Make sure you fill up on gas and have everything you typically take on a trip. This will cost approximately $12, but the information you’ll receive is worth every penny.
Pro Tip: Before you hit the road, make sure you weigh your RV! Here’s How to Weigh Your RV at a CAT Scale
Leave Stuff at Home
If you’re up against your vehicle’s payload capacity, you’ll need to leave some stuff at home.
You may want to bring all the equipment and toys with you during your adventures, but it’s not always possible. You’ll need to evaluate whether or not some things are worth bringing with you on your adventures.
Remove Unused Equipment
The easiest way to reduce the weight of your truck camper is to remove any unused equipment. If you’re not using equipment or items on your camper, remove them.
While many people enjoy having TVs and other electronics in their campers, it’s not always necessary, especially if you have a laptop or tablet. Why have multiple electronics that do the same job?
Use Aluminum When Possible
Consider using aluminum if you plan to renovate or modify your truck camper. Aluminum is substantially lighter than other metals and can do the job in many instances. However, while aluminum will do the job in many instances, it’s not perfect.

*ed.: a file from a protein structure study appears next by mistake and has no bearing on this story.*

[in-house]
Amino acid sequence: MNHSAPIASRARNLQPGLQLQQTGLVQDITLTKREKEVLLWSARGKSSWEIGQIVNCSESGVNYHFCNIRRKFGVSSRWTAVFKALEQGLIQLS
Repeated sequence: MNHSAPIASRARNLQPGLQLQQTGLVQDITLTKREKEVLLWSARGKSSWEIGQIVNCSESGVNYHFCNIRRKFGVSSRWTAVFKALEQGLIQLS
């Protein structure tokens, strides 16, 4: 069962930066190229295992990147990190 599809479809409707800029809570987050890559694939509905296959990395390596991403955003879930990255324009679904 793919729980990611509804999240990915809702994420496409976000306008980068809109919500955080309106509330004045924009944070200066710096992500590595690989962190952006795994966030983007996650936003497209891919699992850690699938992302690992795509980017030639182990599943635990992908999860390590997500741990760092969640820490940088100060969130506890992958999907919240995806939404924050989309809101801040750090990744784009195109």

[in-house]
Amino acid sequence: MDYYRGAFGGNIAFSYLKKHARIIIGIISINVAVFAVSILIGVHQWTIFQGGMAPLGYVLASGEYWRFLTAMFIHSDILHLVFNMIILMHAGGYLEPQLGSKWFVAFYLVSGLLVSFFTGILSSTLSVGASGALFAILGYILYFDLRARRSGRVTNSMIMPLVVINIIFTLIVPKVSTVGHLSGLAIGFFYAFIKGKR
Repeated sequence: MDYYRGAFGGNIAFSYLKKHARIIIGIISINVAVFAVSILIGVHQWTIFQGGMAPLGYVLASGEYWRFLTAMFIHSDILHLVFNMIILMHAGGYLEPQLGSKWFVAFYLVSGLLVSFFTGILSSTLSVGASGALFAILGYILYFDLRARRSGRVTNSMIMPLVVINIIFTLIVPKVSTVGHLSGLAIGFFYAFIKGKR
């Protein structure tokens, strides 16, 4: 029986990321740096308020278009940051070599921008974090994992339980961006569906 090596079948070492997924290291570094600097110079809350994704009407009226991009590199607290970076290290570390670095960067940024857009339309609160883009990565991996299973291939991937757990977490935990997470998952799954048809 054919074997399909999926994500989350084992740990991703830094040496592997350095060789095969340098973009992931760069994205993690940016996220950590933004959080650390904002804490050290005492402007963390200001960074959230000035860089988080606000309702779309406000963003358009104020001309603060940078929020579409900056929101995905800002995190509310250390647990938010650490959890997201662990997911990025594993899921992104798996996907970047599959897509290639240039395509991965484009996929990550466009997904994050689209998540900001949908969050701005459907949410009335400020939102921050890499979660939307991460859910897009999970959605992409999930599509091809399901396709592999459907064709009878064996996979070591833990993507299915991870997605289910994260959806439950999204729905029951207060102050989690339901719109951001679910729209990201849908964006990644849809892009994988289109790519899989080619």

If you need it to carry the weight of a hefty load, it may be better to use a sturdier and more capable piece of metal.
Keep in Mind: Are Airstream Too Expensive for You? Then you need to see these Airstream Alternatives
Avoid a Costly Mistake with Your Truck Camper
We hope you now see that payload capacity and staying within the capabilities of your vehicle is essential. You should always stay within the towing numbers, especially the payload capacity.
You don’t want to cause damage to your vehicle or be on the hook for paying for the damages out of your pocket. Any money you spend repairing damages to your truck is less money you can spend on future adventures.